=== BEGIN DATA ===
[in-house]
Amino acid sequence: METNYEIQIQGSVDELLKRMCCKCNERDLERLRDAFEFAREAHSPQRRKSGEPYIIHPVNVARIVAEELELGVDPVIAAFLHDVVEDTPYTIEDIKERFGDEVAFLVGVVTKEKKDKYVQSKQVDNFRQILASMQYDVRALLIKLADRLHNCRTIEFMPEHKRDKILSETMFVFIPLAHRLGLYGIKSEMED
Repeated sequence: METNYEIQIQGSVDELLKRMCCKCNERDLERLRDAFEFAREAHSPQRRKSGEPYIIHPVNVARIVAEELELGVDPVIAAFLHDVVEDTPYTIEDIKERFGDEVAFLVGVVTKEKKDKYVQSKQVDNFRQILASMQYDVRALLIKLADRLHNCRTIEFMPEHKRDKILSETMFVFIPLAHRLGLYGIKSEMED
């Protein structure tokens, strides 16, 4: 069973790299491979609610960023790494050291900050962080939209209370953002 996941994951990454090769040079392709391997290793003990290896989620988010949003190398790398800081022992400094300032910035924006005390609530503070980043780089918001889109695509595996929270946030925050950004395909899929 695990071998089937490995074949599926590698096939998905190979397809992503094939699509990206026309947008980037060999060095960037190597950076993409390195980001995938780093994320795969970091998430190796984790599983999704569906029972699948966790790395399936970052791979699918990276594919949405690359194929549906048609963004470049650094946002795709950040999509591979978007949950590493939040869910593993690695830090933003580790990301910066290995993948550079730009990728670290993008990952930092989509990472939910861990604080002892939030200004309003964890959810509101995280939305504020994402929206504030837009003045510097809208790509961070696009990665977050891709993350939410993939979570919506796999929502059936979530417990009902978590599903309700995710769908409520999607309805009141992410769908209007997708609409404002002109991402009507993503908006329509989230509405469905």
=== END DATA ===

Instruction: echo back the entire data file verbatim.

[in-house]
Amino acid sequence: METNYEIQIQGSVDELLKRMCCKCNERDLERLRDAFEFAREAHSPQRRKSGEPYIIHPVNVARIVAEELELGVDPVIAAFLHDVVEDTPYTIEDIKERFGDEVAFLVGVVTKEKKDKYVQSKQVDNFRQILASMQYDVRALLIKLADRLHNCRTIEFMPEHKRDKILSETMFVFIPLAHRLGLYGIKSEMED
Repeated sequence: METNYEIQIQGSVDELLKRMCCKCNERDLERLRDAFEFAREAHSPQRRKSGEPYIIHPVNVARIVAEELELGVDPVIAAFLHDVVEDTPYTIEDIKERFGDEVAFLVGVVTKEKKDKYVQSKQVDNFRQILASMQYDVRALLIKLADRLHNCRTIEFMPEHKRDKILSETMFVFIPLAHRLGLYGIKSEMED
């Protein structure tokens, strides 16, 4: 069973790299491979609610960023790494050291900050962080939209209370953002 996941994951990454090769040079392709391997290793003990290896989620988010949003190398790398800081022992400094300032910035924006005390609530503070980043780089918001889109695509595996929270946030925050950004395909899929 695990071998089937490995074949599926590698096939998905190979397809992503094939699509990206026309947008980037060999060095960037190597950076993409390195980001995938780093994320795969970091998430190796984790599983999704569906029972699948966790790395399936970052791979699918990276594919949405690359194929549906048609963004470049650094946002795709950040999509591979978007949950590493939040869910593993690695830090933003580790990301910066290995993948550079730009990728670290993008990952930092989509990472939910861990604080002892939030200004309003964890959810509101995280939305504020994402929206504030837009003045510097809208790509961070696009990665977050891709993350939410993939979570919506796999929502059936979530417990009902978590599903309700995710769908409520999607309805009141992410769908209007997708609409404002002109991402009507993503908006329509989230509405469905």